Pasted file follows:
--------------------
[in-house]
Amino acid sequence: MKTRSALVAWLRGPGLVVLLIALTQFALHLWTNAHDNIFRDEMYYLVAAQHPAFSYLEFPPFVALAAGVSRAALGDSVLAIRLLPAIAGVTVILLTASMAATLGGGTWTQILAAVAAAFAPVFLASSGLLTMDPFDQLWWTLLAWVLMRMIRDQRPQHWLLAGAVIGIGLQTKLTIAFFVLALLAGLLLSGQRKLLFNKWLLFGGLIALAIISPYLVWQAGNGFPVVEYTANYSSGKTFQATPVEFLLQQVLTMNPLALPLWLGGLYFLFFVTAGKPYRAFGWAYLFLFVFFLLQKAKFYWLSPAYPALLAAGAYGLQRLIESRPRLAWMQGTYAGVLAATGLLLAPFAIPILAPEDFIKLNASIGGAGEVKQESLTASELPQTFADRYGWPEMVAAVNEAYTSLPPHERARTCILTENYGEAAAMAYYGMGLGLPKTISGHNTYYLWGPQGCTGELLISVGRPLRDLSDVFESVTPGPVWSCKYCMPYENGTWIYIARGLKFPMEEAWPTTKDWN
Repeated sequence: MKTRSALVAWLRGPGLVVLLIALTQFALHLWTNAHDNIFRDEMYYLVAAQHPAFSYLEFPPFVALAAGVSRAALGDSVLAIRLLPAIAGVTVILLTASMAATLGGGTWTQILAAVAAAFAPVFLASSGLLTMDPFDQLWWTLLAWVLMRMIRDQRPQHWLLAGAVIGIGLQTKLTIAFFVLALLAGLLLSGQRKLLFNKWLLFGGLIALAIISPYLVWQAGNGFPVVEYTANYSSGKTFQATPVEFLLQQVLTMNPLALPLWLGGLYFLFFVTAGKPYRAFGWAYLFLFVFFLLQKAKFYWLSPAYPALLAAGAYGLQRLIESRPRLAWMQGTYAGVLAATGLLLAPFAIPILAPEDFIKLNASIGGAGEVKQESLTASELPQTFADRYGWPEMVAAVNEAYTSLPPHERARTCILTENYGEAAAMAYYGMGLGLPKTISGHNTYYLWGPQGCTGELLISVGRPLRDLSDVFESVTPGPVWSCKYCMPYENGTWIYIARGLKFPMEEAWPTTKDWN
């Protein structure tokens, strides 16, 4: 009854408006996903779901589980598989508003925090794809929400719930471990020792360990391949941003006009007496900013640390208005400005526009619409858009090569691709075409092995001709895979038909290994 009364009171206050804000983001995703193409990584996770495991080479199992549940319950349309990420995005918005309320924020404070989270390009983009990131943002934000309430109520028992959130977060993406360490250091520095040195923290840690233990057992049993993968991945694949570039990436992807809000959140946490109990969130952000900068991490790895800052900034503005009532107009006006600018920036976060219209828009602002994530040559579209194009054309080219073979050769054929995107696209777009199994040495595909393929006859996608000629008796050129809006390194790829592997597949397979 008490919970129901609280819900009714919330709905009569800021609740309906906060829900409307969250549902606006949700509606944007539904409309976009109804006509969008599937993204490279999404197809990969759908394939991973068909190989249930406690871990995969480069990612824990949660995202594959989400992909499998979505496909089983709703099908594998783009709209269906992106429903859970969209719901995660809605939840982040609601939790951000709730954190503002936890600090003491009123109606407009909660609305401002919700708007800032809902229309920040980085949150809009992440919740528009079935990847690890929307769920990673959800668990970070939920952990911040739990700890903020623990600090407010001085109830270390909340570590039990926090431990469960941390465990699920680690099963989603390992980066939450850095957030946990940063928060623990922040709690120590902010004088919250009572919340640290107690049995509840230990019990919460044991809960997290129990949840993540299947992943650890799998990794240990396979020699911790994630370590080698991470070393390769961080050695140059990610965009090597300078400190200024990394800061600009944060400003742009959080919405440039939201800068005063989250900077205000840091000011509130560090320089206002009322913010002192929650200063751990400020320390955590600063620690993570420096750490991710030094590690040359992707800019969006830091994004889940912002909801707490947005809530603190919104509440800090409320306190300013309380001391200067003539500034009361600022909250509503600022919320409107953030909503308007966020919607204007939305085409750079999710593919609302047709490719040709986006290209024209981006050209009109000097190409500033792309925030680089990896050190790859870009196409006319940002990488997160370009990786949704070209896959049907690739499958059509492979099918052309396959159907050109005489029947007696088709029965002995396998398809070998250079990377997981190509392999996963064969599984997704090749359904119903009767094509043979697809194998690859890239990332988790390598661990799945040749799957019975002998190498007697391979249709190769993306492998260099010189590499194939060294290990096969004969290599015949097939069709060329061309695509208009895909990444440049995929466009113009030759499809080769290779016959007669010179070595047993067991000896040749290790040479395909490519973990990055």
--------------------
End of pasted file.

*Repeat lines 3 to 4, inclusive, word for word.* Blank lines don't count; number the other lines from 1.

Repeated sequence: MKTRSALVAWLRGPGLVVLLIALTQFALHLWTNAHDNIFRDEMYYLVAAQHPAFSYLEFPPFVALAAGVSRAALGDSVLAIRLLPAIAGVTVILLTASMAATLGGGTWTQILAAVAAAFAPVFLASSGLLTMDPFDQLWWTLLAWVLMRMIRDQRPQHWLLAGAVIGIGLQTKLTIAFFVLALLAGLLLSGQRKLLFNKWLLFGGLIALAIISPYLVWQAGNGFPVVEYTANYSSGKTFQATPVEFLLQQVLTMNPLALPLWLGGLYFLFFVTAGKPYRAFGWAYLFLFVFFLLQKAKFYWLSPAYPALLAAGAYGLQRLIESRPRLAWMQGTYAGVLAATGLLLAPFAIPILAPEDFIKLNASIGGAGEVKQESLTASELPQTFADRYGWPEMVAAVNEAYTSLPPHERARTCILTENYGEAAAMAYYGMGLGLPKTISGHNTYYLWGPQGCTGELLISVGRPLRDLSDVFESVTPGPVWSCKYCMPYENGTWIYIARGLKFPMEEAWPTTKDWN
């Protein structure tokens, strides 16, 4: 009854408006996903779901589980598989508003925090794809929400719930471990020792360990391949941003006009007496900013640390208005400005526009619409858009090569691709075409092995001709895979038909290994 009364009171206050804000983001995703193409990584996770495991080479199992549940319950349309990420995005918005309320924020404070989270390009983009990131943002934000309430109520028992959130977060993406360490250091520095040195923290840690233990057992049993993968991945694949570039990436992807809000959140946490109990969130952000900068991490790895800052900034503005009532107009006006600018920036976060219209828009602002994530040559579209194009054309080219073979050769054929995107696209777009199994040495595909393929006859996608000629008796050129809006390194790829592997597949397979 008490919970129901609280819900009714919330709905009569800021609740309906906060829900409307969250549902606006949700509606944007539904409309976009109804006509969008599937993204490279999404197809990969759908394939991973068909190989249930406690871990995969480069990612824990949660995202594959989400992909499998979505496909089983709703099908594998783009709209269906992106429903859970969209719901995660809605939840982040609601939790951000709730954190503002936890600090003491009123109606407009909660609305401002919700708007800032809902229309920040980085949150809009992440919740528009079935990847690890929307769920990673959800668990970070939920952990911040739990700890903020623990600090407010001085109830270390909340570590039990926090431990469960941390465990699920680690099963989603390992980066939450850095957030946990940063928060623990922040709690120590902010004088919250009572919340640290107690049995509840230990019990919460044991809960997290129990949840993540299947992943650890799998990794240990396979020699911790994630370590080698991470070393390769961080050695140059990610965009090597300078400190200024990394800061600009944060400003742009959080919405440039939201800068005063989250900077205000840091000011509130560090320089206002009322913010002192929650200063751990400020320390955590600063620690993570420096750490991710030094590690040359992707800019969006830091994004889940912002909801707490947005809530603190919104509440800090409320306190300013309380001391200067003539500034009361600022909250509503600022919320409107953030909503308007966020919607204007939305085409750079999710593919609302047709490719040709986006290209024209981006050209009109000097190409500033792309925030680089990896050190790859870009196409006319940002990488997160370009990786949704070209896959049907690739499958059509492979099918052309396959159907050109005489029947007696088709029965002995396998398809070998250079990377997981190509392999996963064969599984997704090749359904119903009767094509043979697809194998690859890239990332988790390598661990799945040749799957019975002998190498007697391979249709190769993306492998260099010189590499194939060294290990096969004969290599015949097939069709060329061309695509208009895909990444440049995929466009113009030759499809080769290779016959007669010179070595047993067991000896040749290790040479395909490519973990990055």